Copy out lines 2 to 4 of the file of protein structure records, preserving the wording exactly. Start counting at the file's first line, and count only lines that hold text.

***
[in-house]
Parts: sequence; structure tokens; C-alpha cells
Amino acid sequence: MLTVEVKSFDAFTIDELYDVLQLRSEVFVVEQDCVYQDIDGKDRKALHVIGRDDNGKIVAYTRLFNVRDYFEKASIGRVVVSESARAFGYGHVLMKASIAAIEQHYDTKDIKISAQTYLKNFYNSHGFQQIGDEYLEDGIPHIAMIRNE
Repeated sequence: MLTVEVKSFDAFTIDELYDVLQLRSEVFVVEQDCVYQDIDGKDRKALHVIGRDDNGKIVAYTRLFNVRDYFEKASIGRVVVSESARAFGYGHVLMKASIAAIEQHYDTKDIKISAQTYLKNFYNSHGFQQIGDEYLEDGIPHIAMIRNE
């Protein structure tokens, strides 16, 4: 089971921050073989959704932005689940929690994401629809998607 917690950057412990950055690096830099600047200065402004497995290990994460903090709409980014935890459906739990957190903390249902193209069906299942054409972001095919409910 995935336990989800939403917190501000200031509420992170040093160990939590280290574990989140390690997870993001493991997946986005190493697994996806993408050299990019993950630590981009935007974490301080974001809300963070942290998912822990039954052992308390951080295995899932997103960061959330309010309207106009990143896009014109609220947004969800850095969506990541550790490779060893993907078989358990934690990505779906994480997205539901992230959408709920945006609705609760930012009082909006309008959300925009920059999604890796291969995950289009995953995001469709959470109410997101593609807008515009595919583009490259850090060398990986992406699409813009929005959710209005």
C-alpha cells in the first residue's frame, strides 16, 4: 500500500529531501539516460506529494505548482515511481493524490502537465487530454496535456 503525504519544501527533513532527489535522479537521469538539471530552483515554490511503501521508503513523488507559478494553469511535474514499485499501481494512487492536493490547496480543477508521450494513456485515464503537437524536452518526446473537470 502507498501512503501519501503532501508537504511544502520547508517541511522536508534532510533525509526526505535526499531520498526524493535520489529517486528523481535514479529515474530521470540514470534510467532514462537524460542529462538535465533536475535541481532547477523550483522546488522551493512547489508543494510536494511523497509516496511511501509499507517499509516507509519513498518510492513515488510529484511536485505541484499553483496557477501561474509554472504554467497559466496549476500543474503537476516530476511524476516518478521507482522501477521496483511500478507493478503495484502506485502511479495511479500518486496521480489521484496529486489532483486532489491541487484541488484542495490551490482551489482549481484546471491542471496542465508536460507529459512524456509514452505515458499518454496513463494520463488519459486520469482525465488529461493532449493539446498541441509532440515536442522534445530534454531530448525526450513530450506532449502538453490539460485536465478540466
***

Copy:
Parts: sequence; structure tokens; C-alpha cells
Amino acid sequence: MLTVEVKSFDAFTIDELYDVLQLRSEVFVVEQDCVYQDIDGKDRKALHVIGRDDNGKIVAYTRLFNVRDYFEKASIGRVVVSESARAFGYGHVLMKASIAAIEQHYDTKDIKISAQTYLKNFYNSHGFQQIGDEYLEDGIPHIAMIRNE
Repeated sequence: MLTVEVKSFDAFTIDELYDVLQLRSEVFVVEQDCVYQDIDGKDRKALHVIGRDDNGKIVAYTRLFNVRDYFEKASIGRVVVSESARAFGYGHVLMKASIAAIEQHYDTKDIKISAQTYLKNFYNSHGFQQIGDEYLEDGIPHIAMIRNE